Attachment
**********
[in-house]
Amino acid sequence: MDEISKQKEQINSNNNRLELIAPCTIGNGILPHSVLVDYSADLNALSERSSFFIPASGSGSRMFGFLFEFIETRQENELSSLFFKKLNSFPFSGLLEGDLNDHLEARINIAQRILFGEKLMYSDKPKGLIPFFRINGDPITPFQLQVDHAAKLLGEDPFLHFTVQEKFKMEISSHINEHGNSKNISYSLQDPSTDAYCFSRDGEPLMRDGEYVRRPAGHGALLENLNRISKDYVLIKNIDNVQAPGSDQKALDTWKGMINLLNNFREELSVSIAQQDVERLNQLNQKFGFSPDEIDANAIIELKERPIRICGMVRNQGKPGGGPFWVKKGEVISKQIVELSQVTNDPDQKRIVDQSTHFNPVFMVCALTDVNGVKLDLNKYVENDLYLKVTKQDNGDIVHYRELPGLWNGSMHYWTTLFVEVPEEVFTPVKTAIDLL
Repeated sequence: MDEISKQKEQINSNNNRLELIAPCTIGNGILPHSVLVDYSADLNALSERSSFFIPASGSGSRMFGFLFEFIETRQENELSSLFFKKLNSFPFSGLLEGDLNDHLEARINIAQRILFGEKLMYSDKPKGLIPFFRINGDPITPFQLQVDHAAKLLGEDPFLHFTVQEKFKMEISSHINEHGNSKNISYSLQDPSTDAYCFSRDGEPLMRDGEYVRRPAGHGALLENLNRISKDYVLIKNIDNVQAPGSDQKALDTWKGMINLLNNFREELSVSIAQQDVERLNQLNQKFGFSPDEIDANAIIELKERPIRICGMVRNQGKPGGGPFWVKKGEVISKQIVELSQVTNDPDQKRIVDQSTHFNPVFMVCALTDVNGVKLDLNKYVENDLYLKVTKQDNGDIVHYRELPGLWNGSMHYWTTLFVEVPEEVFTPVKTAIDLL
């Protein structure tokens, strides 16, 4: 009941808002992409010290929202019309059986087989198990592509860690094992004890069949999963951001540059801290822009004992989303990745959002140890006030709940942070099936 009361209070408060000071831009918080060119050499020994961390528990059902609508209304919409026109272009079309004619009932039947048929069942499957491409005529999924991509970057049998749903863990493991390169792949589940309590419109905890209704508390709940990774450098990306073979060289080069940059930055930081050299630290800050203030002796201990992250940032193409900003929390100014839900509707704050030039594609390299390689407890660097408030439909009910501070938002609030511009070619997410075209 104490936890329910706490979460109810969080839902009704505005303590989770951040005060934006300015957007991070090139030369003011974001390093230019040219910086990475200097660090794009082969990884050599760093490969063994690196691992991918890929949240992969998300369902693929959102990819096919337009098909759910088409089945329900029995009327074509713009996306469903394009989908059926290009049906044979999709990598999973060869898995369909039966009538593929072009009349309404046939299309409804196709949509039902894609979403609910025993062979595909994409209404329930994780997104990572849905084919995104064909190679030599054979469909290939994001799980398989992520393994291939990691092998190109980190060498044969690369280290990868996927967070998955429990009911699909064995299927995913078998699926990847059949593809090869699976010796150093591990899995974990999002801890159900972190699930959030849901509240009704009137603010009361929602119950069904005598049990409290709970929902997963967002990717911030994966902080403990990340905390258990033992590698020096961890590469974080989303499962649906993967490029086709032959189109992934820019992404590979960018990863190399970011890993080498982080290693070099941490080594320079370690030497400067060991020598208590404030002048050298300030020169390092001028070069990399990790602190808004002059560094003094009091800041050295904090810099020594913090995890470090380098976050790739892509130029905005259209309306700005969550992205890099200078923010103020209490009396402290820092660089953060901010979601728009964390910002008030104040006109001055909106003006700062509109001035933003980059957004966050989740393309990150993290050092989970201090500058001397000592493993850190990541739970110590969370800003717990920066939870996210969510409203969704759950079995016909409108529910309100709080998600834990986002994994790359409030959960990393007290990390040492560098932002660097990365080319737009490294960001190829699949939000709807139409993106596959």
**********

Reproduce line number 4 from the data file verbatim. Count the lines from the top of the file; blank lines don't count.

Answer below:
């Protein structure tokens, strides 16, 4: 009941808002992409010290929202019309059986087989198990592509860690094992004890069949999963951001540059801290822009004992989303990745959002140890006030709940942070099936 009361209070408060000071831009918080060119050499020994961390528990059902609508209304919409026109272009079309004619009932039947048929069942499957491409005529999924991509970057049998749903863990493991390169792949589940309590419109905890209704508390709940990774450098990306073979060289080069940059930055930081050299630290800050203030002796201990992250940032193409900003929390100014839900509707704050030039594609390299390689407890660097408030439909009910501070938002609030511009070619997410075209 104490936890329910706490979460109810969080839902009704505005303590989770951040005060934006300015957007991070090139030369003011974001390093230019040219910086990475200097660090794009082969990884050599760093490969063994690196691992991918890929949240992969998300369902693929959102990819096919337009098909759910088409089945329900029995009327074509713009996306469903394009989908059926290009049906044979999709990598999973060869898995369909039966009538593929072009009349309404046939299309409804196709949509039902894609979403609910025993062979595909994409209404329930994780997104990572849905084919995104064909190679030599054979469909290939994001799980398989992520393994291939990691092998190109980190060498044969690369280290990868996927967070998955429990009911699909064995299927995913078998699926990847059949593809090869699976010796150093591990899995974990999002801890159900972190699930959030849901509240009704009137603010009361929602119950069904005598049990409290709970929902997963967002990717911030994966902080403990990340905390258990033992590698020096961890590469974080989303499962649906993967490029086709032959189109992934820019992404590979960018990863190399970011890993080498982080290693070099941490080594320079370690030497400067060991020598208590404030002048050298300030020169390092001028070069990399990790602190808004002059560094003094009091800041050295904090810099020594913090995890470090380098976050790739892509130029905005259209309306700005969550992205890099200078923010103020209490009396402290820092660089953060901010979601728009964390910002008030104040006109001055909106003006700062509109001035933003980059957004966050989740393309990150993290050092989970201090500058001397000592493993850190990541739970110590969370800003717990920066939870996210969510409203969704759950079995016909409108529910309100709080998600834990986002994994790359409030959960990393007290990390040492560098932002660097990365080319737009490294960001190829699949939000709807139409993106596959």